This occurred on Jan 10th I also called the 1800 number that I got of the internet and the person I spoke to said someone from the local office in Melville will call me I never received a call. Every day since this event I haven’t been able to stop thinking about it makes me very upset. I also can’t even go to that 7-11 being afraid on what is going to be said to me.Since this happened on my birthday I won’t ever be able to forget this forever.

Andy Reynolds

Once a gaffer in the spoiled world of blockbuster budgets, unending craft service and larger- than-life film crews, Andy walked away for the chance to really learn photography. Setting up shop in NYC, Andy worked for funny guys and fashiony guys. Although perfect for portfolio building, the city wasn’t ideal for family building; thus, Andy headed west. Settling amongst Seattle’s rain-battered hills of fleece and Starbucks, Andy finally found himself with the time, space and budget to create his own brand of imagery. Combining 15 years of experience with an impressive collection of awards and the full-blown belief that the image is the most vital part of photography, Andy continues to craft high-end concepts for clients and of course, fun.  http://andyreynolds.com


APE contributor Suzanne Sease currently works as a consultant for photographers and illustrators around the world. She has been involved in the photography and illustration industry since the mid 80s, after establishing the art buying department at The Martin Agency then working for Kaplan-Thaler, Capital One, Best Buy and numerous smaller agencies and companies. She has a new Twitter feed with helpful marketing information believing that marketing should be driven by a brand and not specialty. Follow her on twitter at SuzanneSease.

The Art of the Personal Project: Scott Lowden

As a former Art Producer, I have always been drawn to personal projects because they are the sole vision of the photographer and not an extension of an art director, photo editor, or graphic designer. This new column, “The Art of the Personal Project” will feature the personal projects of photographers using the Yodelist marketing database. You can read their blog at http://yodelist.wordpress.com. Projects are discovered online and submissions are not accepted.

Today’s featured photographer is Scott Lowden

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How long have you been shooting?
Um….well….since 1991!

Are you self-taught or photography school taught?
I’m primarily self-taught, although I took a few intensive seminars at the Parsons/The New School early on.

With this particular project, what was your inspiration to shoot it?
I was first inspired by the location…this building. Holidays and random weekends, I would find myself driving on Rt. 309 in Hazleton, PA while visiting family. There’s this building that continually caught my eye, especially when the sun was low and bright. It’s an abandoned machine shop of some type, and I can only imagine the cool widgets they’d make inside. Once I decided I needed to shoot there I tapped a great local resource…my nieces and nephew. Imagining their differing personalities and being forced to spend a long afternoon shooting, Lord of the Flies, the novel by William Golding, immediately came to mind… of course only loosely. I wanted to focus on children exploring desolate space, but with a more lifestyle and upbeat lens. Further inspiration was borrowing wardrobe from my friend at LA’s Blu Pony Vintage and pulling a few key props from a nearby Salvation Army and Dollar Store. One of the challenges was the edit and keeping the story somewhat tight, as I ended up with some ‘happy’ images as well as some very moody ones.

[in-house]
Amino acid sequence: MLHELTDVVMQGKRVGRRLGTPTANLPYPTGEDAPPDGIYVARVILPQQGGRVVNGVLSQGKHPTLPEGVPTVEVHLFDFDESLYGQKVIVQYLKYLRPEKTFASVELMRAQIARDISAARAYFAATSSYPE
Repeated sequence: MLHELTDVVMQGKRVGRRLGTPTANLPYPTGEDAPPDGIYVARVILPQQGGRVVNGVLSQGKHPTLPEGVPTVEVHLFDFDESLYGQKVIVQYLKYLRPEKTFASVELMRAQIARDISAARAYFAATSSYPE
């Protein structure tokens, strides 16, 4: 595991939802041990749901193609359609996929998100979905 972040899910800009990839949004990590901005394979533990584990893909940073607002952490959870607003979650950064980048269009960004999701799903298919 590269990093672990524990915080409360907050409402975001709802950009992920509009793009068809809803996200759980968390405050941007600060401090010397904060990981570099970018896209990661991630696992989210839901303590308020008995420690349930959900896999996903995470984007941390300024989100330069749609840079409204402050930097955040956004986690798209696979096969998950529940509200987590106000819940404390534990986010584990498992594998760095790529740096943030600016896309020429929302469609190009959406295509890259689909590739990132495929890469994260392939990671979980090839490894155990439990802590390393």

How many years have you been shooting this project before you decided to present it?
While I do have a few personal projects that are many years long and still going strong, this was conceived, produced, shot, and presented in a few months.

How long do you spend on a personal project before deciding if it is working?
That’s a tough question, as I’m not one to shelve something even if it’s pushing back. I’ve moved a few things to the bottom of the list, but I don’t think I’ve ever completely removed a project. Because I’ve been working in photography for a very long time I’ve grown accustomed to having a very long time horizon.

Since shooting for your portfolio is different from personal work, how do you feel when the work is different?
I think it’s OK for the self-assigned personal work to be different than what I’d shoot for my commercial portfolio. It’s always an exercise in creating, stretching my brain, and sometimes doing things I’m not as comfortable with. Actually that’s probably one of the most important things. Anything that this type of shooting helps you work through or discover translates into your day job. For me personal shoots become an exercise in how little production value and crew I can put into a shoot while still realizing what I pictured in my head. This translates well into commercial shoots that sometimes don’t have the budgets they need.

Have you ever posted your personal work on social media venues such as Reddit, Tumblr, Instagram or Facebook?
For sure. Most of my personal projects, and this one in particular, are well received on social media. I’m constantly adding to my list of internet based outlets that may be interested in my work.